I salute your approach, but speaking as an accountant, I have to echo what others have said - stay liquid until this blows over, no-one will be untouched by this.

3 Likes

Thanks guys, very helpful. :+1:

For want of a better place to continue this…

Travel insurance are saying I need to speak to BA and get them to confirm my flight is cancelled. My flight is not cancelled, as FCO advise is now all but essential travel. My travel is not essential, and my insurance covers me for this. But BA are saying the only thing they can do is offer me the voucher.

But I don’t want the voucher. I want the refund from my insurance. And if I claim the voucher to validate the cancellation of my flight, would that not mean the insurance company will not pay out as I’ve received another form of compensation?

This is all so messed up. As mentioned, never had to claim on travel insurance before. I think the only insurance I’ve ever claimed on is for a dropped mobile phone and that was straightforward. ANyone got experience of how to navigate through this?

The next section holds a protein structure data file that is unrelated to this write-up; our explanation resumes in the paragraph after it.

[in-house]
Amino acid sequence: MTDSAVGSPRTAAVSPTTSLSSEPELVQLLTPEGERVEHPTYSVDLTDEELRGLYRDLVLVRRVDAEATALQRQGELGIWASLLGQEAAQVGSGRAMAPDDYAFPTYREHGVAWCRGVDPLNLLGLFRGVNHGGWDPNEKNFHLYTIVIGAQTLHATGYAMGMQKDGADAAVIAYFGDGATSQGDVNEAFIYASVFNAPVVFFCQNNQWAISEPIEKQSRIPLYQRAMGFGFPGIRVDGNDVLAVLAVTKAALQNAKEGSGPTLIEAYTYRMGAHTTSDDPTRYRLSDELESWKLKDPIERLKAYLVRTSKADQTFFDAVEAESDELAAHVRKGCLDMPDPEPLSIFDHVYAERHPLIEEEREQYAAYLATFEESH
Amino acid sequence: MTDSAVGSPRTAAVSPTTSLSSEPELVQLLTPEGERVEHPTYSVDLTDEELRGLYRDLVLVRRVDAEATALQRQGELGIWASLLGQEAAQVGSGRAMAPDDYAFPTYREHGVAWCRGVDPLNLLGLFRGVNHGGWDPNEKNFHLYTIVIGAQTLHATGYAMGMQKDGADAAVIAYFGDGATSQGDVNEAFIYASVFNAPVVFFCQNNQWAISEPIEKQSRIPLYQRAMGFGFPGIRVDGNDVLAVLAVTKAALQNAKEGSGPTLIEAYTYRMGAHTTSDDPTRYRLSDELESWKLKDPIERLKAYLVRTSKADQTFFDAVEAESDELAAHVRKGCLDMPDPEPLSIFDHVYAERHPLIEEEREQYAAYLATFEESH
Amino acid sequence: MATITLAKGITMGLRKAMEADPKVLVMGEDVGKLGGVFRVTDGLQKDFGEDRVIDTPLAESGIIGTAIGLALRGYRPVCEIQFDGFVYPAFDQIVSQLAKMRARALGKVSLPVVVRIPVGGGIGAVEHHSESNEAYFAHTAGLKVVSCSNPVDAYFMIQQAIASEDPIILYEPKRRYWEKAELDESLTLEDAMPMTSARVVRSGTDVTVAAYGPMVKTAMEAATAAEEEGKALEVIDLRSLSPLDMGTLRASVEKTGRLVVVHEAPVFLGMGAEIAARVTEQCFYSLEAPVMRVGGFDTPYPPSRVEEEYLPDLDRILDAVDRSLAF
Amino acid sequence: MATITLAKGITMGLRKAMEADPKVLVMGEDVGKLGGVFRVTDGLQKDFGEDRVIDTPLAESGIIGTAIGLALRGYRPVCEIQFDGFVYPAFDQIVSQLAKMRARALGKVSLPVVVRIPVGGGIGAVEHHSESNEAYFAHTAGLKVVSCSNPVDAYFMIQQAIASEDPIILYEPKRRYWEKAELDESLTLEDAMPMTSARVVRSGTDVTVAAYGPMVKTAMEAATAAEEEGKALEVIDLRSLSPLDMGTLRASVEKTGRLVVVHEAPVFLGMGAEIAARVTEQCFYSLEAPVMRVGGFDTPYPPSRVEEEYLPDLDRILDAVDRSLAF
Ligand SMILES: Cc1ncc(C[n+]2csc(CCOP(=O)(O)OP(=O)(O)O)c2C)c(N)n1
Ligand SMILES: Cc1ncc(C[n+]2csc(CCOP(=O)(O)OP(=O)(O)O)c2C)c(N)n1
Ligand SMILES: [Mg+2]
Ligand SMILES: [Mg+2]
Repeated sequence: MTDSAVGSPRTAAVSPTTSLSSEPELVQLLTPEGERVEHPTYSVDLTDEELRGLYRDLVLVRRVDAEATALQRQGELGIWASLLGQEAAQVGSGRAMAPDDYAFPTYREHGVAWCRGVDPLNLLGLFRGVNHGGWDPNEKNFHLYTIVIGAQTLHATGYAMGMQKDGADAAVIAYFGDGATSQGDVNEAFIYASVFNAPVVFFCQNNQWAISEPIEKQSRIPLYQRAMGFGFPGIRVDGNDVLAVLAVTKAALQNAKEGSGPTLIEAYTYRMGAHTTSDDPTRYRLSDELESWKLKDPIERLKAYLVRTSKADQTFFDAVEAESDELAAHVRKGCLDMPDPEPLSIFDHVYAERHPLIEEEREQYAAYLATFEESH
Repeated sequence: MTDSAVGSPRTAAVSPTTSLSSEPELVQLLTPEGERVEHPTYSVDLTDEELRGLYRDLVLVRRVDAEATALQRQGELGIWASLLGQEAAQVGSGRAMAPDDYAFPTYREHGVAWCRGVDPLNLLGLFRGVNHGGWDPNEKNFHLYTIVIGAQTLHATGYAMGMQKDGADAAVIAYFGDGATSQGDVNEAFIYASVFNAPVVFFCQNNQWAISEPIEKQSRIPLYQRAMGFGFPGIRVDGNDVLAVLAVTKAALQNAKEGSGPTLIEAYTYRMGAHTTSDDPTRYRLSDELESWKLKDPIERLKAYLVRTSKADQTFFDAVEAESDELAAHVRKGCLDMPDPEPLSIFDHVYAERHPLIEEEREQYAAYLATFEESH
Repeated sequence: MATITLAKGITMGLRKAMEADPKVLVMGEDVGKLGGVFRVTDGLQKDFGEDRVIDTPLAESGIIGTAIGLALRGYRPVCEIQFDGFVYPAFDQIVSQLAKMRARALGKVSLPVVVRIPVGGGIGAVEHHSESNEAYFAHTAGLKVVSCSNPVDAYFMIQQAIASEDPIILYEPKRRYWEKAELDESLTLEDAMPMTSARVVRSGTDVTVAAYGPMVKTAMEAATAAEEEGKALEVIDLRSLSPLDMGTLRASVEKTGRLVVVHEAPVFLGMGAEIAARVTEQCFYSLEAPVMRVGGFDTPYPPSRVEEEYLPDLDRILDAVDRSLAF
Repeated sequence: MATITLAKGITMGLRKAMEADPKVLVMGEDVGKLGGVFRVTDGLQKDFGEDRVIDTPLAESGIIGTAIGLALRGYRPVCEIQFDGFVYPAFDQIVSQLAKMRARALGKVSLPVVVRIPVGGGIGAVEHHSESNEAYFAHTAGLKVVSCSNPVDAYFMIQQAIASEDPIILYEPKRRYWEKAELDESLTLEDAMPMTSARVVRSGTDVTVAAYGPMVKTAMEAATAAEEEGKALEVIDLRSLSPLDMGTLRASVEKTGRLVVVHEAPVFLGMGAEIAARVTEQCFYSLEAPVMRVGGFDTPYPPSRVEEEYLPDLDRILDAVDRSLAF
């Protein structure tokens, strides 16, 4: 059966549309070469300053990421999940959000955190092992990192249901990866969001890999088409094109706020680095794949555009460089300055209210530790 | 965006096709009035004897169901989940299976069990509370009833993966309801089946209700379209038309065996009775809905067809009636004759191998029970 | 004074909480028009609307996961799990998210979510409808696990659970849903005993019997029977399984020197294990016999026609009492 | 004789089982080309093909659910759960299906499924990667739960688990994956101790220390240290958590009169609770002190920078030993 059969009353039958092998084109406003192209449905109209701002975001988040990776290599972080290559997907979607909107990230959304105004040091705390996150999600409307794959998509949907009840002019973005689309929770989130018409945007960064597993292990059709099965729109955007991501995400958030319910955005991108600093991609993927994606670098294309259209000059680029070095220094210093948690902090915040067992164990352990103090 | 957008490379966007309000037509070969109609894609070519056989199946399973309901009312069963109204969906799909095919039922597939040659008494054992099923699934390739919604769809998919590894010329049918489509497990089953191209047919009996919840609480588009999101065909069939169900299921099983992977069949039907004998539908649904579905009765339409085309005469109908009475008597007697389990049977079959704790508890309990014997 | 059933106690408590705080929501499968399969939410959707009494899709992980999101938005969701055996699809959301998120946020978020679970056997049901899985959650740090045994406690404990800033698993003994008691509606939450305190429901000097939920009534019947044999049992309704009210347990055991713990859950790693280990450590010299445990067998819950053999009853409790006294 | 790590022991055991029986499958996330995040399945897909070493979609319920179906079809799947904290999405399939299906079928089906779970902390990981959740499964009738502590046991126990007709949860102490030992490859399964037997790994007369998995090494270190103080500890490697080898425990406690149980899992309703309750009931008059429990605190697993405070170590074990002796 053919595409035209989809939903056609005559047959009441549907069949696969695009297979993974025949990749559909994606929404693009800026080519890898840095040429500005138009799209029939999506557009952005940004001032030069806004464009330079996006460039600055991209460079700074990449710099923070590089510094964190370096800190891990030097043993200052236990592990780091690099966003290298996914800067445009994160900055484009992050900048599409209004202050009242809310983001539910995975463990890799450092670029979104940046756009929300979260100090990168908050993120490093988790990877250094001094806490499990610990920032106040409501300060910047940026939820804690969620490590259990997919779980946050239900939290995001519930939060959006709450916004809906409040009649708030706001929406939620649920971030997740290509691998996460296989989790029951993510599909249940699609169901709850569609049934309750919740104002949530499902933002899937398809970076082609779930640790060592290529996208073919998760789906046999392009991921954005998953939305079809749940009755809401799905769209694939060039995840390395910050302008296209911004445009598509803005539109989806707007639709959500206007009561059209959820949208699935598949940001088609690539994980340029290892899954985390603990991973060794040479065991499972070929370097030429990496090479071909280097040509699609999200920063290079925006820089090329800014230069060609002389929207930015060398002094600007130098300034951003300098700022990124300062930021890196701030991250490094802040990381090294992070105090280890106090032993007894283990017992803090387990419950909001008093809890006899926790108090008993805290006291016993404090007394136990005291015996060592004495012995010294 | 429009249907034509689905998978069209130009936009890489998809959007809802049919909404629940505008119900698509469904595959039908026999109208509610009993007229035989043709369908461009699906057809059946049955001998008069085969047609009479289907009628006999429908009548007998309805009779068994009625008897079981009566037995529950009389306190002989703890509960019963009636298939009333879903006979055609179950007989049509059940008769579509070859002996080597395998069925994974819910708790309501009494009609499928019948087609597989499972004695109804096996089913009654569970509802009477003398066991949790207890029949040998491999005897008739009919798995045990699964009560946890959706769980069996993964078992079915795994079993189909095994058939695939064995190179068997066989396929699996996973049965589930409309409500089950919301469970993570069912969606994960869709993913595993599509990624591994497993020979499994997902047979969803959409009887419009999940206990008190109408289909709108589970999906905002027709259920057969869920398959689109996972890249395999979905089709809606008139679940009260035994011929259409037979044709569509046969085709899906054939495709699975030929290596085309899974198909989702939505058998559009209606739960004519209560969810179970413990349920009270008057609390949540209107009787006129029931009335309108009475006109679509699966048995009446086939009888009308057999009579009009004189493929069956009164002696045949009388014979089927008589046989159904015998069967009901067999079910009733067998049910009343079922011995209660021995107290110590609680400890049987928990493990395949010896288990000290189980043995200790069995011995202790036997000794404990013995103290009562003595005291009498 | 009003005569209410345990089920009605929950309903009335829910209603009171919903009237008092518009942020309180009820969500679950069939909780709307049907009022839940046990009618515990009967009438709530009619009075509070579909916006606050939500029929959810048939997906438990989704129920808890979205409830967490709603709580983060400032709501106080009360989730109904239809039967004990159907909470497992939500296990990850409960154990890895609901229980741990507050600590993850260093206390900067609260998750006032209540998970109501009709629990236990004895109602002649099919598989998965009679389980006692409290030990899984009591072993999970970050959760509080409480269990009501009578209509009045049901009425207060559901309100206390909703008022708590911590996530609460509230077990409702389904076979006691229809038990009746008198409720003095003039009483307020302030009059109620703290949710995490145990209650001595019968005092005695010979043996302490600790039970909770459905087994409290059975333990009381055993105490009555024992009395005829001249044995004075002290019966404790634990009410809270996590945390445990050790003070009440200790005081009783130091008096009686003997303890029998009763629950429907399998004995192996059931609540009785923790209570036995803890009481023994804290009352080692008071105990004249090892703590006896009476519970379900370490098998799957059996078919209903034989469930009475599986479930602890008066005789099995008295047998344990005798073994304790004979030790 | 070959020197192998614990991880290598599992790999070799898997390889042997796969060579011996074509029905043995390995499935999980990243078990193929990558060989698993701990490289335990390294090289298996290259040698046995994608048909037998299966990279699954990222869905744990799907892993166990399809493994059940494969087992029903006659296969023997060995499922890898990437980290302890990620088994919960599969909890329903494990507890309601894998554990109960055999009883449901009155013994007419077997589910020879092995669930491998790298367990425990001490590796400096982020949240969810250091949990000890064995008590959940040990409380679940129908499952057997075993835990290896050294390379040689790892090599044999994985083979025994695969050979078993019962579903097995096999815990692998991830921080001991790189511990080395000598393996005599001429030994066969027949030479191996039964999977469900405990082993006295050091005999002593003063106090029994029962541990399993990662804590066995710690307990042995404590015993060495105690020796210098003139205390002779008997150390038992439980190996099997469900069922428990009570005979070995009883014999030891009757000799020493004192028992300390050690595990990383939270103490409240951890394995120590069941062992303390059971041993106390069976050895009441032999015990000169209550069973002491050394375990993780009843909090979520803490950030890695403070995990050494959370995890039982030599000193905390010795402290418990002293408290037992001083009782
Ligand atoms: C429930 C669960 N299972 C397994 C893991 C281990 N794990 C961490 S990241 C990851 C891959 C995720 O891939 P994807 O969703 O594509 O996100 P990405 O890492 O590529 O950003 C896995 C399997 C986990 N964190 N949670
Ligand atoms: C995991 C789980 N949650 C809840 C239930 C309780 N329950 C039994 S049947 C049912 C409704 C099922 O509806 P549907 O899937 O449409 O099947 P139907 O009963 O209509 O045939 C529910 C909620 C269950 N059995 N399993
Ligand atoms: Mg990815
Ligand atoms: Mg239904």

No idea!

Although most VISA / MasterCard chargebacks claim it back off the retailer on the next settlement cycle.

Broadly, the card scheme, be it Visa or MasterCard really only act as an intermediary to process the payment.

You raise the chargeback then the card company for recover those funds from the actual merchant, the training company in this case.

That may or not be the end of it depending on the terms and conditions you have signed. When this happens to a large company it is often just ignored - basically it’s more trouble than its worth to go through small claims.

A smaller business may be much more in need of that income, so may well pursue you for it.

That doesn’t sound like an insurance, which is how credit card payment protection is pitched. If the supplier can then come back to you, then it just goes around in circles?!

But your point about them recovering from the travel company is what I thought might be the case. I’d want to avoid that, given I know the owners. Hence going down travel insurance route

In theory, the insurance policy should pay out to you, negating the need for a chargeback.

I used to manage the fraud function on a large online retailer, so can really only talk about the details from that perspective.

The chargeback process isn’t as set in stone as people think; the disputed merchant can challenge the chargeback, we gave up bothering eventually.

But alas in my experience you have been offered a solution by BA so the policy will not pay out.

However BA might not challenge a chargeback, I doubt they have the capacity at the moment.